Risk of mosquito-borne illness on the rise for Floridians in 2024

Close-up of a mosquito sucking blood
'I rest easy, and Floridians can too, knowing our state has the nation’s best mosquito-control teams working to protect our health and our economy.'

Early forecasts warn of a rainy, wet year ahead, providing an ideal environment for mosquitoes to grow and thrive and creating increased risk for humans of contracting a mosquito-borne illness.

This warning, shared at a press conference, comes after historic mosquito-borne illnesses last year, including the largest dengue fever outbreak in more than 75 years and the first locally transmitted case of malaria in Florida in more than 20 years.

Sen. Jim Boyd, a Republican who represents the Brandon area, was on hand with members of the Florida Mosquito Control Association (FMCA) at the press conference at the State Capitol.

“These public servants are unsung heroes,” Boyd said, referring to mosquito control workers. “The potential health threat to tens of millions of Floridians and visitors is dramatically reduced by mosquito control professionals who deploy high-tech tools, scientific research and 24/7 work in the air and on the ground.”

He reiterated warnings of increased mosquito activity and associated health risks.

“But I rest easy, and Floridians can too, knowing our state has the nation’s best mosquito-control teams working to protect our health and our economy,” Boyd added during the Tuesday remarks.

The FMCA includes 15 independent mosquito control districts throughout the state, with elected boards that work with Florida’s 42 county and municipal mosquito control programs. Each year, representatives from the group travel to Tallahassee during Legislative Session to advocate for their work, and for resources needed to complete it.

“We are proud to work with so many partners including local health departments and local officials,” said FMCA Board Member Phil Goodman, Chairman of the Florida Keys Mosquito Control District.

“But one of the biggest reasons for our success in controlling mosquitoes is the constant collaboration between mosquito control programs and districts. Whether it’s Pensacola or Miami or anywhere in between, we work as one statewide unit when it comes to ensuring we are all doing our best work to keep our state healthy and our economy booming.”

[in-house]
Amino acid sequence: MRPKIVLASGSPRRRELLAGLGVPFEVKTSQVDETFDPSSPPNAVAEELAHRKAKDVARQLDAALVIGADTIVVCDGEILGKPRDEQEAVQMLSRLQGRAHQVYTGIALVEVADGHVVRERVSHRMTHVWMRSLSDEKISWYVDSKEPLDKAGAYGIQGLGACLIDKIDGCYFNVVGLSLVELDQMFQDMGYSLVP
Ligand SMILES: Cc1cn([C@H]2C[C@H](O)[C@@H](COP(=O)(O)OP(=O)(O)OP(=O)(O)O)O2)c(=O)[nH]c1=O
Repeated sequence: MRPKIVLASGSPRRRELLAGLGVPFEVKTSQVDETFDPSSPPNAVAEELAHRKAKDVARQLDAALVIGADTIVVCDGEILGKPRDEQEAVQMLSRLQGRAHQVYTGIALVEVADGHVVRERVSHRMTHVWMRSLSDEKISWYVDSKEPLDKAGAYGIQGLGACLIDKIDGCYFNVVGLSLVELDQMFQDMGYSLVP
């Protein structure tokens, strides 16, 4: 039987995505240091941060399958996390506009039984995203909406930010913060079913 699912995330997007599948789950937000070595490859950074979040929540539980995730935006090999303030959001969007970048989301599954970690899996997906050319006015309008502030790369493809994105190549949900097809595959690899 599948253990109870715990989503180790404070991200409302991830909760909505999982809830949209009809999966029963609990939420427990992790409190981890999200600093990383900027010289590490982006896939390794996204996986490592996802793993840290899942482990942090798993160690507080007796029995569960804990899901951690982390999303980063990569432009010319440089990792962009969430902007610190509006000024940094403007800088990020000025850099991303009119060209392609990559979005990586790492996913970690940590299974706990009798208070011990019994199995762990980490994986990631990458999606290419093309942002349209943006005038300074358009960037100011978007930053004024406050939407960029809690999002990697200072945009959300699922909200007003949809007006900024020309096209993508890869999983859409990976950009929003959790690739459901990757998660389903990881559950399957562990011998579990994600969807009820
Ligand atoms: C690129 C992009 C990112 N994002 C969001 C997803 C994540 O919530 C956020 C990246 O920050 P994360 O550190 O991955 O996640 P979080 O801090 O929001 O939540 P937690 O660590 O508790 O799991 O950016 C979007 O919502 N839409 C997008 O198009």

Mosquito-borne illness is nothing new in Florida — scientists have been educating the public about risks for more than a century — but the risks remain, including from Zika, West Nile Virus, Chikungunya and dengue fever.

“As a practicing physician in the Florida Keys I have seen firsthand the detrimental effects of what a simple mosquito bite can do to the human body,” said Stan Zuba, a pediatrician and Florida Keys Mosquito Control District board member.

“Due to Florida’s tropical and subtropical climates, we have to remain vigilant all year round — using appropriate protections and repellants while outdoors, especially during the dawn and dusk hours when mosquitoes are most active.”

Also present at the press conference were members of the Legislature and Bob Lotane, a Tallahassee resident who in 2014 contracted West Nile Virus after being bitten by a mosquito. He cautioned Floridians to remain vigilant, retelling his experience with the illness and urging others to protect themselves and their loved ones.

The entire press conference can be viewed here.

Janelle Irwin Taylor

Janelle Irwin Taylor has been a professional journalist covering local news and politics in Tampa Bay since 2003. Most recently, Janelle reported for the Tampa Bay Business Journal. She formerly served as senior reporter for WMNF News. Janelle has a lust for politics and policy. When she’s not bringing you the day’s news, you might find Janelle enjoying nature with her husband, children and two dogs. You can reach Janelle at [email protected].


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